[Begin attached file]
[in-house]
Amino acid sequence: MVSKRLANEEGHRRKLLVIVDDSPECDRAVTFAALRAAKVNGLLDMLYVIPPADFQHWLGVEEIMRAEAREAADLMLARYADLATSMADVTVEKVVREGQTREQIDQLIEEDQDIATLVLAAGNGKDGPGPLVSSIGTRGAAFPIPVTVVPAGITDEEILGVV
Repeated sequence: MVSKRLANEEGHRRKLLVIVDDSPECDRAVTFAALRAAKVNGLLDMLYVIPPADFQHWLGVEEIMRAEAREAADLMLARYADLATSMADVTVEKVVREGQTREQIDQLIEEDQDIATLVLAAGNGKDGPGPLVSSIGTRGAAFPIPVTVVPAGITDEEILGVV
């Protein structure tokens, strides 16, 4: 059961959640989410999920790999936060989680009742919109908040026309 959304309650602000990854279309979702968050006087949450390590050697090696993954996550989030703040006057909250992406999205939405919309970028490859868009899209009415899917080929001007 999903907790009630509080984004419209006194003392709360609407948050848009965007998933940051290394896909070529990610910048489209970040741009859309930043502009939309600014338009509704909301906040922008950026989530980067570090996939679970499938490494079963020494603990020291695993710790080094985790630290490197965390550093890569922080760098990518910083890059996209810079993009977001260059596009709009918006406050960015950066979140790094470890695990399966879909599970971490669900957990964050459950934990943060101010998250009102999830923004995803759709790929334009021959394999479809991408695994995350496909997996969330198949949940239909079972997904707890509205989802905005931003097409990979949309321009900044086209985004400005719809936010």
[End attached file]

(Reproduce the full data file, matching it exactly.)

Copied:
[in-house]
Amino acid sequence: MVSKRLANEEGHRRKLLVIVDDSPECDRAVTFAALRAAKVNGLLDMLYVIPPADFQHWLGVEEIMRAEAREAADLMLARYADLATSMADVTVEKVVREGQTREQIDQLIEEDQDIATLVLAAGNGKDGPGPLVSSIGTRGAAFPIPVTVVPAGITDEEILGVV
Repeated sequence: MVSKRLANEEGHRRKLLVIVDDSPECDRAVTFAALRAAKVNGLLDMLYVIPPADFQHWLGVEEIMRAEAREAADLMLARYADLATSMADVTVEKVVREGQTREQIDQLIEEDQDIATLVLAAGNGKDGPGPLVSSIGTRGAAFPIPVTVVPAGITDEEILGVV
């Protein structure tokens, strides 16, 4: 059961959640989410999920790999936060989680009742919109908040026309 959304309650602000990854279309979702968050006087949450390590050697090696993954996550989030703040006057909250992406999205939405919309970028490859868009899209009415899917080929001007 999903907790009630509080984004419209006194003392709360609407948050848009965007998933940051290394896909070529990610910048489209970040741009859309930043502009939309600014338009509704909301906040922008950026989530980067570090996939679970499938490494079963020494603990020291695993710790080094985790630290490197965390550093890569922080760098990518910083890059996209810079993009977001260059596009709009918006406050960015950066979140790094470890695990399966879909599970971490669900957990964050459950934990943060101010998250009102999830923004995803759709790929334009021959394999479809991408695994995350496909997996969330198949949940239909079972997904707890509205989802905005931003097409990979949309321009900044086209985004400005719809936010």